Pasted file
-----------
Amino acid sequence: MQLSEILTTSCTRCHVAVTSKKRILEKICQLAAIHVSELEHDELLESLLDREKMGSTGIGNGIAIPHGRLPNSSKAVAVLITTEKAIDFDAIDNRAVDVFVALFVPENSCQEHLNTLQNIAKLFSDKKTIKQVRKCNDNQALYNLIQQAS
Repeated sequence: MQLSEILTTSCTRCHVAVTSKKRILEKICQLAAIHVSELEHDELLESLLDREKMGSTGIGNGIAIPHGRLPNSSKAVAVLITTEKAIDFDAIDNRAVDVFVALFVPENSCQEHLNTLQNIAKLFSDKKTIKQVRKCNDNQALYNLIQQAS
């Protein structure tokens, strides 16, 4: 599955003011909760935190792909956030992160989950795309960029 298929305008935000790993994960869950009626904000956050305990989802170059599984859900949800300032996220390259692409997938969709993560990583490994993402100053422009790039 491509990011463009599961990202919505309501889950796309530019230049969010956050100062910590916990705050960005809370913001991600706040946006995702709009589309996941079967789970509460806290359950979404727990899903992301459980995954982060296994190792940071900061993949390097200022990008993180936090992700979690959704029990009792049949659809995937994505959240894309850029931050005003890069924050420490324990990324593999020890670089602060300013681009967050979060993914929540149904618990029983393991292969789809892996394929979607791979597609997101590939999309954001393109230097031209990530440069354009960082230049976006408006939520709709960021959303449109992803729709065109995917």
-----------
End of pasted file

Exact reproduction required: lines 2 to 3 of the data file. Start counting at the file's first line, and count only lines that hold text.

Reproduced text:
Repeated sequence: MQLSEILTTSCTRCHVAVTSKKRILEKICQLAAIHVSELEHDELLESLLDREKMGSTGIGNGIAIPHGRLPNSSKAVAVLITTEKAIDFDAIDNRAVDVFVALFVPENSCQEHLNTLQNIAKLFSDKKTIKQVRKCNDNQALYNLIQQAS
């Protein structure tokens, strides 16, 4: 599955003011909760935190792909956030992160989950795309960029 298929305008935000790993994960869950009626904000956050305990989802170059599984859900949800300032996220390259692409997938969709993560990583490994993402100053422009790039 491509990011463009599961990202919505309501889950796309530019230049969010956050100062910590916990705050960005809370913001991600706040946006995702709009589309996941079967789970509460806290359950979404727990899903992301459980995954982060296994190792940071900061993949390097200022990008993180936090992700979690959704029990009792049949659809995937994505959240894309850029931050005003890069924050420490324990990324593999020890670089602060300013681009967050979060993914929540149904618990029983393991292969789809892996394929979607791979597609997101590939999309954001393109230097031209990530440069354009960082230049976006408006939520709709960021959303449109992803729709065109995917």